The Federal Trade Commission released its proposed revisions to the Green Guides this week. The proposed revisions mainly strengthen, clarify, or enhance the accessibility of the current guidance on general “green” claims, the use of environmental seals, and use of specific claims such as “compostable,” “degradable,” and “recyclable.”

The proposed revisions include prohibiting unqualified general environmental benefit claims, such as “eco-friendly” or “green,” which are technically allowed under the current guides. Under the revised guides, environmental benefit claims can be made only if qualified and such qualification should be clear and prominent and be limited to the specific benefit conveyed by the product.  

The proposed revisions also address the use of certification and seals of approval in advertising. Specifically, the FTC’s revisions emphasize that the use of certification or seals of approval are endorsements regulated by the FTC’s Endorsement Guides such that disclosure of material connections may be required. Furthermore, use of certifications/seals should clearly communicate the material limitations of the certification/seal.  

With respect to specific claims, the FTC proposed the following revisions:

Degradable  

  • Unqualified degradable claims should not be made about products intended for disposal in landfills, incinerators, or recycling facilities.
  • Unqualified degradable claims should not be made unless the product will completely breakdown in no more than one year after typical disposal.  

Compostable  

  • Unqualified compostable claims can be made if the product or package will break down in the same approximate amount of time as the materials with which it is composted.  

Free-of/Non-Toxic

  • “Free-of” claims generally should not be used if the product or package contains substances that pose the same environmental risks as the substance advertised as not present  
  • “Free-of” claims generally should not be used where the substance not present has never been associated with the product.  
  • “Non-toxic” claims generally convey the message that the product is “non-toxic” for humans and the environment and thus, both interpretations should be substantiated or appropriately qualified.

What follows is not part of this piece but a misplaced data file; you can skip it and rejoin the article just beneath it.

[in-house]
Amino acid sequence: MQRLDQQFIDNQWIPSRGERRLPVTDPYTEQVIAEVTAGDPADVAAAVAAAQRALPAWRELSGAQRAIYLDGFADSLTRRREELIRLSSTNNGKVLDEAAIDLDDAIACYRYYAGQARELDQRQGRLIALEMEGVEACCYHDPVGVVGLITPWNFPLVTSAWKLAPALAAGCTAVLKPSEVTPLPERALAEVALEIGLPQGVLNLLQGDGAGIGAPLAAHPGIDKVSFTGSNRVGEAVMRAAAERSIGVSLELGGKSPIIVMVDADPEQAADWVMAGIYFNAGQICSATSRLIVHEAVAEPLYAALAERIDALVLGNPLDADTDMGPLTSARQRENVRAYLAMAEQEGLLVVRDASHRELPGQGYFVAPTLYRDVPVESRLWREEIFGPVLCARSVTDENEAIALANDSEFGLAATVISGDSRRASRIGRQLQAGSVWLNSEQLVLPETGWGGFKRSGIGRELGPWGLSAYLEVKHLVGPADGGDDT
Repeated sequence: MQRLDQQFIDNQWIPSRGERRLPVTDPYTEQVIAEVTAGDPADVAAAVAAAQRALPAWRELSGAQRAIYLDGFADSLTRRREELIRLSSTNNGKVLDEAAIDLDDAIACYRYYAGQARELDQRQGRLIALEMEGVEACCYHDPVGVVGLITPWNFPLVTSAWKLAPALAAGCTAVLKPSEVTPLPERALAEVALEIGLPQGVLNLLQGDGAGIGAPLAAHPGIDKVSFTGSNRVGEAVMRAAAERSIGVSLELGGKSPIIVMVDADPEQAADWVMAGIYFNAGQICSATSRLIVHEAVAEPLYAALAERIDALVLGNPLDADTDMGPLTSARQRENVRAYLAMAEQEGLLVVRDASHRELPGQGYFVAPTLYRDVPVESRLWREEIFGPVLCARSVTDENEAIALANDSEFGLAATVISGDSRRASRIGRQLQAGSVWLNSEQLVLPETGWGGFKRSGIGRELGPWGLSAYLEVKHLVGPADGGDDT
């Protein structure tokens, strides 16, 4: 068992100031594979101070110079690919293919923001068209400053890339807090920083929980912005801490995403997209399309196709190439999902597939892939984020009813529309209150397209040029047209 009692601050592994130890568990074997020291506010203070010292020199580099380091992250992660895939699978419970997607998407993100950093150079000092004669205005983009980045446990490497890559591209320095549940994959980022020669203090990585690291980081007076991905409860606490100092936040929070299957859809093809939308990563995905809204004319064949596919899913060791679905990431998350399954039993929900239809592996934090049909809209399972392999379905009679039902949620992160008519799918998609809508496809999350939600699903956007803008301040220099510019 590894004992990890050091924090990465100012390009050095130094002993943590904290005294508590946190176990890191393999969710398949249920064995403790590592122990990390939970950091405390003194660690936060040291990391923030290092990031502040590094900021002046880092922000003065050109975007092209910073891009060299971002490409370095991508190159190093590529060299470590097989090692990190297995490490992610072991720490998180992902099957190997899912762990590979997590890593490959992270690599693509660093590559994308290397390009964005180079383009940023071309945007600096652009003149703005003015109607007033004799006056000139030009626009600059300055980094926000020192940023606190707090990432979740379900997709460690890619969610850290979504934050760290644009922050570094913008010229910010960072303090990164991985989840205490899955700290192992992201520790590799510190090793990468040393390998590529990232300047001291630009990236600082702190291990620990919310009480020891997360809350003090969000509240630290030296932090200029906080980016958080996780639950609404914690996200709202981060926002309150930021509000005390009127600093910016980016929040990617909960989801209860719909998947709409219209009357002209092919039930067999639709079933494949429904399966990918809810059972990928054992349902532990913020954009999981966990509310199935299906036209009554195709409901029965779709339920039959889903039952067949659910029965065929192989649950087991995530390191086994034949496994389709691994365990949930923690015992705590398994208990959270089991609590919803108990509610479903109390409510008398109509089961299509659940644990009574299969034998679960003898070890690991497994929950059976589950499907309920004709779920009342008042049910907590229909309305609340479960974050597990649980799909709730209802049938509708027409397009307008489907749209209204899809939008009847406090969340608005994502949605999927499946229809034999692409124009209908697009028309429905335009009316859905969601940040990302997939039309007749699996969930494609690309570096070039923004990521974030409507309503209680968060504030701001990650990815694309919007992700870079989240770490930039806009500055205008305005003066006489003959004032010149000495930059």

Recyclable  

  • Advertisers should qualify recyclable claims so as to not misrepresent the availability of recycling programs and collection sites for the product available to consumers.  

The proposed revisions address several claims not previously addressed by the current Green Guides including the following:  

Renewable Energy  

  • Claims should not be made if the product, or any part thereof, was manufactured using fossil fuels.  
  • Claims should be qualified to specify the source of the renewable energy.  
  • Claims should be qualified if less than all or virtually all of the manufacturing process was powered with renewable energy or conventional energy offset by renewable energy certificates.  
  • Claims should not be made if the marketer generates renewable energy but sells renewable energy certificates for all the renewable energy generated.  

Renewable Materials  

  • Claims must be substantiated and qualified by specifying the material used, how it is sourced, and why it is renewable.  
  • Claims should not be made unless the product or package is made entirely with renewable materials.

Carbon Offset  

  • Claims must be backed by competent and reliable scientific evidence, including appropriate accounting methods.  
  • If offset purchase funds emission reductions will not occur for two years or longer such information should be disclosed.  
  • Claims should not be advertised if the carbon offset is already required by law.

TIP: The comment period on the proposed revisions is open until December 10, 2010. However, advertisers should consider shaping their environmental claims to comply with the proposed revisions as it is unlikely that the final guides will change substantially.